Friday, March 30, 2012

Faberge Eggs -- Upper Elementary

So I wanted to do something for Easter that wasn't specifically "Easter" so I thought Faberge eggs would be nice since they incorporate some very famous art, some use of recycled materials and can be finished in any number of ways depending on how long you have to work on the project.

I was inspired for this idea by a book that I found at a local Used Book Superstore. The book pages are puzzles!

Faberge Treasures Jigsaw Puzzle Book from the Forbes Collection

Another great book resource is Faberge Fantasies and Treasures by Geza Von Harsburg:
The materials to start this project are very easy to find: newspaper (torn up), Elmer's art paste, larger plastic Easter eggs (found at the dollar store):
Step one: Cover the eggs with at least three or four layers of newspaper that has been dipped in the art paste. Since this will have to dry completely before the next step, you may want to allow students who work faster to make more than one egg.
Step two: When the paper mache is completely dry, use an x-acto blade to cut a seam around the middle. This is not safe for students to do on their own. The paper egg should easily come off the plastic one. If you want to save time you can leave the egg in the middle and go on to step four in the first class.
Step three: Then have students tape them closed again.
Step four: Add a layer or two of white paper over the newspaper. I used torn printer paper. Then add a few layers of white tissue paper over that for a nicer finish. Let dry again.
Step five: Decorating! For this step there are many options. Depending on how much time you have you can combine some of these with step four (if you are using tissue paper to decorate) or you can allow a full class time to complete the decorating.

Using tissue paper is a favorite option of mine because when applied with glossy Mod Podge it gives a jewel-like finish. Paint is another option: either tempera or watercolor. I really liked using the watercolor. I suppose you could all out glitter, but I didn't try that one. To get puffy gold paint I actually added gold paint to Elmer's white glue in the bottle so that the tip could be used as the applicator to get the line work. Glitter Mod Podge is nice (see the red egg). Prang makes a nice selection of metallic markers that look good over the painted eggs (see the dark purple egg). Embellishments up the bling factor (like sequin strands and rhinestones). The biggest thing, I think, is that the eggs be shiny, so they should all be coated with some type of gloss, either the Mod Podge that I used on all the eggs or some other gloss medium or varnish.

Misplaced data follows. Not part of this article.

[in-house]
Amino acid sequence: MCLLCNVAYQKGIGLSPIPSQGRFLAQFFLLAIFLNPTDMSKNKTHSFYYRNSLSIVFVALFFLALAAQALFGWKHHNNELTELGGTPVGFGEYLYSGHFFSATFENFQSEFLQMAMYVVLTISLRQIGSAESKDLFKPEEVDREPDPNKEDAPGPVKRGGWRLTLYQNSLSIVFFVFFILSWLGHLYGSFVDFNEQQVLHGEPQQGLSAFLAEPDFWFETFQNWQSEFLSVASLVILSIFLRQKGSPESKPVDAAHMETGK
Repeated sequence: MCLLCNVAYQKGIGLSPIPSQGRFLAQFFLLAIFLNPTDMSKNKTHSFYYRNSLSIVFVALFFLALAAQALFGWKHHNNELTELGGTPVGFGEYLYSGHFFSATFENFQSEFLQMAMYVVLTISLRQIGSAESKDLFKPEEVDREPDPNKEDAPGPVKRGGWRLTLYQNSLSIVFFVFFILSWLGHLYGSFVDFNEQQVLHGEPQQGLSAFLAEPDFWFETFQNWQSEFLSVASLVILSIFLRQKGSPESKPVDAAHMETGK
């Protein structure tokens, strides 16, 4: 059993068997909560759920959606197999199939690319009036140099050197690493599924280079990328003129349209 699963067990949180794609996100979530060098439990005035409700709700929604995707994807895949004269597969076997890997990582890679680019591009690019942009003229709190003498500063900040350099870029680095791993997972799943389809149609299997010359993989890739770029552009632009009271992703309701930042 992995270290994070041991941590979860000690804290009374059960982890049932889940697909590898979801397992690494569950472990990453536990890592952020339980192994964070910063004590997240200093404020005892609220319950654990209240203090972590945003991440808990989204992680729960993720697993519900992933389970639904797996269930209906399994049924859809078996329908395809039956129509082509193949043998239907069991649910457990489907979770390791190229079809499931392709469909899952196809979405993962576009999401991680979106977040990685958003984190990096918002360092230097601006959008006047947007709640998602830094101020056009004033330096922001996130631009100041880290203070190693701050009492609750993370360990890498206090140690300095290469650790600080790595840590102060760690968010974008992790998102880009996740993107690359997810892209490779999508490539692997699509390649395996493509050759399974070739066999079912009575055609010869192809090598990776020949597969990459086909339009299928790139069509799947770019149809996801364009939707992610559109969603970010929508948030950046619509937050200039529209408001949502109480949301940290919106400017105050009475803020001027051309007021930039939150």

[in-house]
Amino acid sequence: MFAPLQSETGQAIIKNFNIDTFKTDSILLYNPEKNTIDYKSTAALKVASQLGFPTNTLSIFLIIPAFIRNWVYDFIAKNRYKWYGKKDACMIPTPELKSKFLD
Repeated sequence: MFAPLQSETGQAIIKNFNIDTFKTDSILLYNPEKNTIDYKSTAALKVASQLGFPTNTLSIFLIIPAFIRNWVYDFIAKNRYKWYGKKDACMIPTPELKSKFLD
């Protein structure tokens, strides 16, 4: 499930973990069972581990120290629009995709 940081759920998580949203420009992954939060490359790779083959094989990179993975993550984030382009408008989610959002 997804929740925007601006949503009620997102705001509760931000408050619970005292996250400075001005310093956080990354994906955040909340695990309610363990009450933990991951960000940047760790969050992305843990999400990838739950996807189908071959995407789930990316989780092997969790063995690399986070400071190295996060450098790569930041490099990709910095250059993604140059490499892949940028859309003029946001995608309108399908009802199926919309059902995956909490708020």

This egg was drawn on with blue permanent marker, then layers of two shades of blue tissue paper were applied with glossy Mode Podge. Once that was dry (about 5 minutes), the gold was added with the glue bottle. That is the hardest part because it will drip and it is difficult to hold the egg while applying the decoration. It also takes a while for the thick gold glue to dry. Once it is dry hot glue the rhinestones on.

 This egg was painted with purple tempera (red and blue mixed together), allowed to dry (about 5 - 10 minutes), coated with glossy Mod Podge (dry again for about 5 - 10 minutes), and then drawn on with the metallic markers by Prang.

 This egg was painted with red tempera, allowed to dry (about 5 minutes), coated with glittery Mod Podge (dry again for 5 - 10 minutes), then the sequin strands and rhinestones are applied with hot glue.

 This egg was first drawn on with the gold glue to create sections for the colors, this had to dry and again was difficult to do. Also the egg has to be held while it dries unless you don't apply the gold to one of the tips. After about 20 minutes of drying time, the sections were painted using wet Q-tips and watercolors, which dried fairly quickly. Then apply a layer of gloss or glitter Mod Podge. The rhinestones were hot glued on.

This egg may be my favorite. It was decorated with dark blue tissue paper applied with Glossy Mod Podge. Shades of pink tissue paper were cut into diamond shapes and collaged over that. Tissue paper circles were collaged on the top and bottom. The gold glue was used to make the dots. The metallic markers were used to outline the shapes. The gold glue was also applied to the tip and a rhinestone was pressed into that.